The early arrival of monsoon rains likely to bring forward sowing of crops such as rice, sugar cane, corn, cotton and soybeans
A fisherman and his wife row their boat in a fishing farm as it rains heavily on the outskirts of Kochi, May 29, 2018.
NEW DELHI: Monsoon rains hit the southern Indian state of Kerala a few days earlier than normal on Tuesday, the country’s weather office said, potentially brightening the nation’s outlook for agricultural output and economic growth.
Monsoons deliver about 70 per cent of India’s annual rainfall and are the lifeblood of its $2.5 trillion (Dh20.19 trillion) economy, spurring farm output and boosting rural spending on items ranging from gold to cars, motorcycles and refrigerators.
People travel in rain as monsoon showers begin in Kozhikode, Kerala on Tuesday. PTI
“The southwest monsoon has set in over the southern state of Kerala, three days ahead of its normal date,” the state-run India Meteorological Department (IMD) said in a statement.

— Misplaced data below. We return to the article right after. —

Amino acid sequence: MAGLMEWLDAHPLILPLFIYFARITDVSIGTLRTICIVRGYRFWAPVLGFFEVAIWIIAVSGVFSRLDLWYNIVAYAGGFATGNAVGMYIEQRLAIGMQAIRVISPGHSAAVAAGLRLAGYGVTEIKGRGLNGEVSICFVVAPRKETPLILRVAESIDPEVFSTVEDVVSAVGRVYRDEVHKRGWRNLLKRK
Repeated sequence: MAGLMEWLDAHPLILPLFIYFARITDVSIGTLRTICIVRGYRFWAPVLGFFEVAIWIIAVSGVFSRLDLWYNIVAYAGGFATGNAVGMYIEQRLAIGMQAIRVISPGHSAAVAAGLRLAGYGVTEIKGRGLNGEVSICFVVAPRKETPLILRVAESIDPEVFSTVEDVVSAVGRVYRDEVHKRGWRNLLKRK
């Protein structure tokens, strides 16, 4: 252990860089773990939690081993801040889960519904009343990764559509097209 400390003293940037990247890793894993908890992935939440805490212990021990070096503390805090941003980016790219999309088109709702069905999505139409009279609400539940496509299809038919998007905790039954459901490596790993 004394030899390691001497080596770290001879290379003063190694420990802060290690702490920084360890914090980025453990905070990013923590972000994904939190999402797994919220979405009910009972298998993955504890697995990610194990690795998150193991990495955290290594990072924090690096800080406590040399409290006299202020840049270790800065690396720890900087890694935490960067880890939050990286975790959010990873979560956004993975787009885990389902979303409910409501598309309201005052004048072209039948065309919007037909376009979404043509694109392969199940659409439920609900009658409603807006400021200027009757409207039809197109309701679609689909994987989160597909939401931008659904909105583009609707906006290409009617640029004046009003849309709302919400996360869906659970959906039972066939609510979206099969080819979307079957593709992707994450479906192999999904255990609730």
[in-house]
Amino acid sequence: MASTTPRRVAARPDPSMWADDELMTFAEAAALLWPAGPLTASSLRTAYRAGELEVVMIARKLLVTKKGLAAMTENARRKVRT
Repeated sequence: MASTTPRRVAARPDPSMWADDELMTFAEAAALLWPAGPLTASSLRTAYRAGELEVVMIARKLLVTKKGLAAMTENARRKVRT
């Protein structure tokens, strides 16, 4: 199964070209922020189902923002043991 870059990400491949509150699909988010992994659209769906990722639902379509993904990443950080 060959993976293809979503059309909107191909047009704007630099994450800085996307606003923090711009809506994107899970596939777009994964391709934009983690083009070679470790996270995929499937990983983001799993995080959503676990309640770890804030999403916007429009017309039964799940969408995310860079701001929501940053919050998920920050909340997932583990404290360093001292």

The early arrival of monsoon rains typically enables farmers to bring forward sowing of crops such as rice, sugar cane, corn, cotton and soybeans because nearly half the country’s farmland lacks irrigation.
However, IMD Monsoon Director General K.J. Ramesh last month forecast that monsoon rains were expected to be 97-percent of a long-term average.
India’s weather office defines average, or normal, rainfall as between 96 per cent and 104 per cent of a 50-year average of 89cm for the entire four-month season beginning June.
Other than boosting farm output and wider economic growth, a spell of roughly average rains could help keep a lid on inflation, potentially tempting Prime Minister Narendra Modi to bring forward a general elections due in May 2019.
Monsoon rains are likely to be unaffected by the El Nino weather pattern, which is expected to set in only after the four-month rainy season ends in September.
In 2017, monsoon rains were 95 per cent of the long-term average compared to forecasts of 98 per cent.
Before receiving average rains in 2016, India suffered back-to-back drought years for only the fourth time in more than a century, hurting incomes and driving some farmers to suicide.
Average monsoon rainfall would help India retain its position as the world’s top rice exporter, but could further stoke a glut in supply of sugar.